It’s hard to believe the SIG Sauer P365 premiered over a year ago. The little SIG made a huge splash by introducing the world to an ultra-small gun, nearly pocket pistol size that just so happened to be capable of holding ten to twelve rounds total. This gun was the size of most single stacks 9mms and nearly doubled their capacity. I predicted that the world of concealed carry guns had changed, and companies would scramble to be as equally innovative. At SHOT 2019, we saw Glock play their hand and introduce the Glock 48. This leads us to one major question, who wins in a P365 Vs Glock 48 showdown?

A Tale as Old as Time

The SIG P365 is a fantastic gun, and so is the Glock 48. By in large Glock owns most of the marketplace when it comes to handguns of all kinds. Polymer 80 guns even allow you to make a Glock Ghost gun. SIG is likely a close second who has picked up steam since winning the Military’s contract for a new handgun. Both companies are quite dynamic, and they produce some of the best handguns on the market.

I own a P365 and I’ve gotten in a lot of range time with a Glock 48 and before we kick this P365 vs Glock 48 showdown off I will say both are well-made weapons. Both are reliable and will serve you well in a concealed carry role. Without further handshaking and high fives let’s talk about the guns.

Specs

Both guns are 9mm semi-automatics. The Glock has an attractive nPVD finish and the SIG has a black Nitron finish. Both guns come with 10 round magazines, and the SIG P365 does have the option for a factory 12 round magazine. The guns are compact and lightweight, the SIG weighs 17.8 ounces and the Glock 48 weighs 20.74 ounces.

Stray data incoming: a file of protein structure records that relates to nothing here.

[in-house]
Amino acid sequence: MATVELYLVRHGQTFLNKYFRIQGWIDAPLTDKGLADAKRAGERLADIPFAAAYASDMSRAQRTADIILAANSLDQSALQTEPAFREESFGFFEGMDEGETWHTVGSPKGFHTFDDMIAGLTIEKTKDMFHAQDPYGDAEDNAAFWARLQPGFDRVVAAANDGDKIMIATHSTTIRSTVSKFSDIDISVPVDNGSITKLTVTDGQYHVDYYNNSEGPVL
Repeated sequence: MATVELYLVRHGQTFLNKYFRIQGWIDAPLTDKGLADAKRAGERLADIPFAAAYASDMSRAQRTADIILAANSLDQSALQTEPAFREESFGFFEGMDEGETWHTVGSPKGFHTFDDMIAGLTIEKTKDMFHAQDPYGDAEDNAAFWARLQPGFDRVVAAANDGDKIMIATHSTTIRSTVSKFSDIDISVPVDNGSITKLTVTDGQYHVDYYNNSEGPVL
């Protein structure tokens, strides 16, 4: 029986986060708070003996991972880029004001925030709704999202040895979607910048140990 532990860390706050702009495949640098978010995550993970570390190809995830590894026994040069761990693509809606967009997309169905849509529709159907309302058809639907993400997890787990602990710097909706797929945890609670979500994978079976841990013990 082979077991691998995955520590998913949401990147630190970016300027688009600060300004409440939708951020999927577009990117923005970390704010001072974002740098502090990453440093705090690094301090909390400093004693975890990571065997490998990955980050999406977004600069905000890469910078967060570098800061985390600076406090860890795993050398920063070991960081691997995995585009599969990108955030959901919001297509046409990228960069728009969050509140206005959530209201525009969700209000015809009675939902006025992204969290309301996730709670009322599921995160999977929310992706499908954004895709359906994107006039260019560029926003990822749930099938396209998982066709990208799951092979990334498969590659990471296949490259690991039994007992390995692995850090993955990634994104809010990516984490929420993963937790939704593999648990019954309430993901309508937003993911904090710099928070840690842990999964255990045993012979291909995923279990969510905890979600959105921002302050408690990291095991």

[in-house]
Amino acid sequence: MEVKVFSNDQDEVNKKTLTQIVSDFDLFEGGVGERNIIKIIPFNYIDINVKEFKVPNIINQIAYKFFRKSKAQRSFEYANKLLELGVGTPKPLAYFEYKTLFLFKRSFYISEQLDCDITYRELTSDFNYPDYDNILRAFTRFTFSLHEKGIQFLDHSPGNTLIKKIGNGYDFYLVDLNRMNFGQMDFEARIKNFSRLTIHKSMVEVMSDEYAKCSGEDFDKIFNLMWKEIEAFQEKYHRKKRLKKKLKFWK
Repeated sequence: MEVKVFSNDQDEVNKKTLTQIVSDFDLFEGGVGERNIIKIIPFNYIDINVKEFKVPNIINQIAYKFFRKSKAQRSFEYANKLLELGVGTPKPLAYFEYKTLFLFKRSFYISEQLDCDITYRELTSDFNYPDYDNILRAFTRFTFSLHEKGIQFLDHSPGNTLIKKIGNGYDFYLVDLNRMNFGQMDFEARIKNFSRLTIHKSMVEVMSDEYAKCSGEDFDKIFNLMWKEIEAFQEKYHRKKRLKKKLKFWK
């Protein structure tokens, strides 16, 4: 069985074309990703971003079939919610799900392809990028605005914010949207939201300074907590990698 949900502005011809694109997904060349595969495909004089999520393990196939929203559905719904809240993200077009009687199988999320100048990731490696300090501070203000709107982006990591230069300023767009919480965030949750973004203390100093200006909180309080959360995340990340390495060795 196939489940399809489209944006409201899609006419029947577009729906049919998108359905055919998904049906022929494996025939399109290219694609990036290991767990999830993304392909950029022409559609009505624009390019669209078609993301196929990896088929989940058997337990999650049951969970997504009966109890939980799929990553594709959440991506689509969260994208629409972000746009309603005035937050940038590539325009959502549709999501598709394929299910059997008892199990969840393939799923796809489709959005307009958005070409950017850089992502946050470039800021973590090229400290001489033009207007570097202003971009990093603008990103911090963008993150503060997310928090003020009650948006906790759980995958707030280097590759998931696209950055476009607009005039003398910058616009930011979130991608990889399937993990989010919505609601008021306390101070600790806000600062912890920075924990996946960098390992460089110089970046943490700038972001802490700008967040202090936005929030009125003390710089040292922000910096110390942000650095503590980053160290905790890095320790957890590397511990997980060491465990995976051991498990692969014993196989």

The SIG has a shorter 3.1-inch barrel and the Glock 48 has a 4.17-inch barrel. Clearly, that extra weight from the Glock is in that extra barrel length. The Glock 48 is also 5.03 inches tall and the P365 is 4.3 inches tall. What’s interesting is the fact the SIG P365 has a 4.9-inch sight radius and the Glock 48 has a slightly longer 5.09-inch sight radius.

Sight radius is critical to accurate shooting and small guns have a short sight radius. While Glock has a longer sight radius, it also has a substantially longer barrel. SIG did everything they could to increase the sight radius. They push the sights all the way to the rear to give as much as possible.

I’m much more impressed with the SIG’s sight radius, as well as their overall specs when it comes to a concealed carry gun. It is much smaller overall. The Glock’s increased grip length does make this an easier to draw and shoot gun. The Glock 48’s barrel is also slightly longer than the Glock 19 and believe it or not, this makes the gun legal in Canada. Specs in this P365 vs Glock 48 contest will ultimately be more important on an individual level.

Sights

The Glock comes with standard Glock plastic ‘target’ sights. I’ve never been impressed by these sights and most Glock owners tend to agree. Glock sight replacement is nearly mandatory, or least it’s a solid first upgrade.